After I graduated from my Computational Biology master’s degree in 2015, I joined Julio Saez-Rodriguez team as a PhD student. I worked on the development of hybrid mechanistic models, integrating gene regulation, signaling pathways and metabolomics data to explain disease phenotypes, help find new therapeutic targets and predict their potential effect based on a specific patient profile. This led to the development of the tools COSMOS and oCEan. This project was part of the collaborative SyMBioSys ITN project, financed by the European Marie Skłodowska-Curie actions, as well as the SMART-CARE consortium to apply mass-spectrometry-based systems medicine to cancer.
Today, I lead the development and application of methods to extract interpretable mechanistic insights from multi-omic datasets. I especially focus on leveraging prior knowledge, in the context of signaling and metabolism of complex diseases, such as cancer and development of treatment resistance. I work in collaboration with pharmaceutical partners, notably Pfizer, to support the development of novel cancer treatments and better understand the development of resistances by bringing those methods closer to relevant industrial applications.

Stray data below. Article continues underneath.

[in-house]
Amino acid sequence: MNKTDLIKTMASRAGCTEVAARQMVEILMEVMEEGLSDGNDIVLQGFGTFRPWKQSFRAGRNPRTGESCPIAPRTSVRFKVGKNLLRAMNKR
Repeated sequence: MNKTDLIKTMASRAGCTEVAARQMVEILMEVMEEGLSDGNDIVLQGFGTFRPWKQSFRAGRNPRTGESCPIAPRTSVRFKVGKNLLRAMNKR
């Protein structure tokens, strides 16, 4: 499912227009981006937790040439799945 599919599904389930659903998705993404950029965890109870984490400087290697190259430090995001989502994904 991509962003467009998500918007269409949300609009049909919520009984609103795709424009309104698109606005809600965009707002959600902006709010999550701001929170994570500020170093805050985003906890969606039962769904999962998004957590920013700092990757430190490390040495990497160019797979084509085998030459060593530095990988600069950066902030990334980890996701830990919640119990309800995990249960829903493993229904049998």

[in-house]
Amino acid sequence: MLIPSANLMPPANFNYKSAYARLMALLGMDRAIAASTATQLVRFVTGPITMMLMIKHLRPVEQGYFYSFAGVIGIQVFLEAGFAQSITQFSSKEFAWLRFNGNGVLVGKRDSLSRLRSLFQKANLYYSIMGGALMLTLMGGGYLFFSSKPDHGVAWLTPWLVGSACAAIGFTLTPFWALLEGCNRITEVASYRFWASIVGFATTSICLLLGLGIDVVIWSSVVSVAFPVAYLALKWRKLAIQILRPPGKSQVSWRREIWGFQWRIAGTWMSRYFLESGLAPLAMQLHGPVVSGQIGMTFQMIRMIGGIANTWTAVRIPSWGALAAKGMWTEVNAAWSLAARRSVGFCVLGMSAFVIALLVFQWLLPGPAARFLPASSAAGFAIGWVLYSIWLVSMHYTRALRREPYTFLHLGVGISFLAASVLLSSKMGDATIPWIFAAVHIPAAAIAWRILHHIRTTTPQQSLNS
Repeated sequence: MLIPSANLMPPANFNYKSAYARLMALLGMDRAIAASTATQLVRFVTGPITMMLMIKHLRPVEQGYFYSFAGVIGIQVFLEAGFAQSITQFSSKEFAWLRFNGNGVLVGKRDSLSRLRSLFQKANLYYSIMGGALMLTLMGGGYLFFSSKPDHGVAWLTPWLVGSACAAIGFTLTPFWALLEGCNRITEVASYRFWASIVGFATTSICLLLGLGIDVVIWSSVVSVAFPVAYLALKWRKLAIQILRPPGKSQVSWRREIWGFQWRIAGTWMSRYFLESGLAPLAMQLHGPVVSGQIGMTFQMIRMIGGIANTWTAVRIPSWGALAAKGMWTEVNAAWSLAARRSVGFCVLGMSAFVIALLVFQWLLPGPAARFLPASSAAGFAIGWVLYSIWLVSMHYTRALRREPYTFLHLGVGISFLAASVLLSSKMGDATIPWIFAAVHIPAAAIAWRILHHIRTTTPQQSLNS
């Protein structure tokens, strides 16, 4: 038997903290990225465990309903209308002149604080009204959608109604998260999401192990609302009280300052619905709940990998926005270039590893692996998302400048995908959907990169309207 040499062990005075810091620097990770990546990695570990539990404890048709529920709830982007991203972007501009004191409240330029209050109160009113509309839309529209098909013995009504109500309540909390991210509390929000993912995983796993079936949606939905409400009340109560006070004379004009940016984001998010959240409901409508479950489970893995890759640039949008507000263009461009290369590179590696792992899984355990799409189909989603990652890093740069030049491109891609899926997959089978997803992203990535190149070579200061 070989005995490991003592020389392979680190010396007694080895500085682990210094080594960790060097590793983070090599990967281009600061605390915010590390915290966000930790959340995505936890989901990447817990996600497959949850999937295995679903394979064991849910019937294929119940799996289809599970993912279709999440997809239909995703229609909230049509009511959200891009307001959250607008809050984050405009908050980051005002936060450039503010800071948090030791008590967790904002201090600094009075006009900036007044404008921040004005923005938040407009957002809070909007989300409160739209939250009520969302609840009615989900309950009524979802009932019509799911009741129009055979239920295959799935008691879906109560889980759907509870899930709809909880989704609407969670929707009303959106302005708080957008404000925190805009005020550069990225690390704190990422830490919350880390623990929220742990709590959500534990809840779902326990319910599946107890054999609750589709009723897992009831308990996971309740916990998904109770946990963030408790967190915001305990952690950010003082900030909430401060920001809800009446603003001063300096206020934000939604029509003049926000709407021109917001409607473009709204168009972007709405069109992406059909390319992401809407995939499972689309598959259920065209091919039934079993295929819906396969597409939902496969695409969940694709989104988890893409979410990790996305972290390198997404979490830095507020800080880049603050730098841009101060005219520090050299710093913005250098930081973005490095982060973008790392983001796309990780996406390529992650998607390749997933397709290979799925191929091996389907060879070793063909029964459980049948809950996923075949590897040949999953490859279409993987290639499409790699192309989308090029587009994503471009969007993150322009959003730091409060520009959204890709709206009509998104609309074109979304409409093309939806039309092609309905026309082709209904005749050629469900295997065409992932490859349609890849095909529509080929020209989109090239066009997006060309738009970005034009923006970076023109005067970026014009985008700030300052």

Models are everywhere; we create and use them constantly most of the time without even being aware of it. As an example, every morning we use an implicit model to determine how much time it will take us to reach our workplace based on contextual parameters such as weather and traffic, hence allowing us to find out at what hour we have to leave to be on time.
Thus, thanks to the ever-increasing power of computers, we now use models in biology to process large amount of biological data generated by experimentalists. These models allow us to better understand how biological systems work and even to predict their behaviors in the limits of clearly defined boundaries.
Hence, my work focuses on the development of accurate biological models that aim at bridging three different layers of biological systems: the gene regulation, signaling and metabolic pathways. These models are developed based on comprehensive biological data in order to be as relevant as possible. My goal is to use these models both to have a better understanding of cell functioning and to help develop more relevant and personalized treatments for patients.
|Post-doctoral fellow Saez Lab, Heidelberg University
|Post-doctoral fellow Kramann Lab, RWTH Aachen
|Marie Curie Early Stage Researcher (SymBioSys)
|PhD student in mechanistic modeling at Saez Lab, Heidelberg University.
|M. Sc. in Computational biology at University of Nantes, France.
|M. Sc. in Genetic, Genomic and Biotechnology at University of Occidental Brittany, France.
|Bachelor in Biology at University of Occidental Brittany, France.